An EST perspective can help parents recognize connections between their teen’s unhealthy behaviors and contributing factors like school, peer relationships, siblings, past trauma or events, etc. Parents may have more power or influence to change some systems – or the teen’s relationship to those systems – than their teen feels they have on their own.

In some cases parents can amplify the effectiveness of their child’s efforts to advocate for what they need by being more involved. In other cases, parents may discover that their involvement is preventing their child from learning how to be their own advocate within their ecosystem.

EST and Treatment Planning

Ecological Systems Theory is an important lens through which our treatment team views each patient. We see each teen where they are within their ecosystem and we meet them there. By helping teens recognize that they are part of an ecosystem, our treatment team can help teens shift from fighting against their ecosystem to learning to work within it. What do they have the power to change outside of themselves? What do they have the power to change within themselves?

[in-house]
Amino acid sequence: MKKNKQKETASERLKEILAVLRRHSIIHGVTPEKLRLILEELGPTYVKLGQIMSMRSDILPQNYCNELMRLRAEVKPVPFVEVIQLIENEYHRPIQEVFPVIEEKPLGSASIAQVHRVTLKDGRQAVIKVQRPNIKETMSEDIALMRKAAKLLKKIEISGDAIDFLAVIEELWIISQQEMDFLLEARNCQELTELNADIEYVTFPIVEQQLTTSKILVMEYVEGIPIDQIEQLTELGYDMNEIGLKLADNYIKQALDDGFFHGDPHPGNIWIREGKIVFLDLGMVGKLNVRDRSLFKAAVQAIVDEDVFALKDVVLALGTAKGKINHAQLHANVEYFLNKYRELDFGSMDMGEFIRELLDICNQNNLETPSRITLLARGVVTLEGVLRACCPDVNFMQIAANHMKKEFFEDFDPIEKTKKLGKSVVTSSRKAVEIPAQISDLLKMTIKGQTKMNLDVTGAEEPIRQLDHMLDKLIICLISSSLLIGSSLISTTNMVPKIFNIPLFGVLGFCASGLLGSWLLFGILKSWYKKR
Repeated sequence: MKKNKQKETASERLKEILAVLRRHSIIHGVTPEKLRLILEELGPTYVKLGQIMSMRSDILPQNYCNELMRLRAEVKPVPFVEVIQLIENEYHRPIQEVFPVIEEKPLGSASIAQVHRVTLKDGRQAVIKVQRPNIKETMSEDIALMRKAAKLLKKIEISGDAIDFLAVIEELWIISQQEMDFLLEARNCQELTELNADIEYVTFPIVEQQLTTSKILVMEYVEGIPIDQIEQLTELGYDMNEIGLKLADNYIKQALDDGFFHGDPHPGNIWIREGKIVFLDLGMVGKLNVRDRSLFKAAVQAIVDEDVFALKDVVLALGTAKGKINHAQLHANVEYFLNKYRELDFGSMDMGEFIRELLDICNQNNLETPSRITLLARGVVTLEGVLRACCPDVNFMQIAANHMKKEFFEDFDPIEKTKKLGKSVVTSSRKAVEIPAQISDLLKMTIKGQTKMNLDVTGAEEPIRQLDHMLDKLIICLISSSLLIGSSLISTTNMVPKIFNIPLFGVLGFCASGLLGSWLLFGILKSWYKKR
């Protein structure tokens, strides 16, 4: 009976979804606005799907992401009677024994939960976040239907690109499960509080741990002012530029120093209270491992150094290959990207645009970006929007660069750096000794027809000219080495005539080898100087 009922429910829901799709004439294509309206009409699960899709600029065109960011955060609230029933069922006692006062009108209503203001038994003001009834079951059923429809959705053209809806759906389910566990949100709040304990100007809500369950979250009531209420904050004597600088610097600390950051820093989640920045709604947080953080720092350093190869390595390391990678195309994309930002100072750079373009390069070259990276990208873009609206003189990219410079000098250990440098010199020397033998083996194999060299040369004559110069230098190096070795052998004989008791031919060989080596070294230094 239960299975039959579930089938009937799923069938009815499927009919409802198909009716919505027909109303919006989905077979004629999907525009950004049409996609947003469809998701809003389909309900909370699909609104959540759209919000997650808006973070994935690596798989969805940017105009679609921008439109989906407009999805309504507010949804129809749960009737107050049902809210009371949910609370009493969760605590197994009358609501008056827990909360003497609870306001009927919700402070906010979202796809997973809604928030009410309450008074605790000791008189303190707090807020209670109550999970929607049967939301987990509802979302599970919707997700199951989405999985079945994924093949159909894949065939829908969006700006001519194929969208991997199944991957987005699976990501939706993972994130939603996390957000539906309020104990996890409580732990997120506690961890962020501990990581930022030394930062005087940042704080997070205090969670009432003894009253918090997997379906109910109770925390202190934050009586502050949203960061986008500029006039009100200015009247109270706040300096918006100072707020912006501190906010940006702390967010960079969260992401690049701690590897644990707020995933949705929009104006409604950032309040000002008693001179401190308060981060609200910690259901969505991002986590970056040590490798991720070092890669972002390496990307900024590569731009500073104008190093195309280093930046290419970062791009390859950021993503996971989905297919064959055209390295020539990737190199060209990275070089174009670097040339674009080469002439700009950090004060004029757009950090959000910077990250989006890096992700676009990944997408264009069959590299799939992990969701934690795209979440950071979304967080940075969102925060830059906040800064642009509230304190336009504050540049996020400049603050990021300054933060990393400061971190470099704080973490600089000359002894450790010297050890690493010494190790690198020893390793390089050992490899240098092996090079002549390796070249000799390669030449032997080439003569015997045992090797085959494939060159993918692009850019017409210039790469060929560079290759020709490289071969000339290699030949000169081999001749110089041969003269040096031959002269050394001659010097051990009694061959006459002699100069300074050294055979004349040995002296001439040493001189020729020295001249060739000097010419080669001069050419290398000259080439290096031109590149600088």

As adolescent clients move toward graduation and discharge from residential treatment, our treatment team considers EST when developing discharge plans. In addition to continued support from mental health professionals, what other supports can be provided for the teen in their school and community. Would an LGBTQ or BIPOC identity support group be helpful? What activities are available to support their physical health and fitness? Are accommodations needed at school?

Skyland Trail therapists and care coordinators provide a roadmap for parents to follow to make teens’ transitions back to their homes, schools, and communities as positive as possible.

An EST Lens Helps Teens Envision a Better Future

Combined with DBT skills, CBT skills, family therapy, and an effective medication strategy when appropriate, ecological systems theory helps teens in adolescent residential treatment view themselves as part of a larger interconnected web of people and systems. They learn healthy ways to shape that ecosystem to better support their needs now and in the future.

Caitlin Connolly, LCSW, CAADC

Caitlin Connolly, LCSW, CAADC, is the Director of Clinical Services for the Skyland Trail Adolescent Program. In her role, she manages and provides support and consultation for the adolescent clinical team and provides therapy to adolescent clients in the residential program.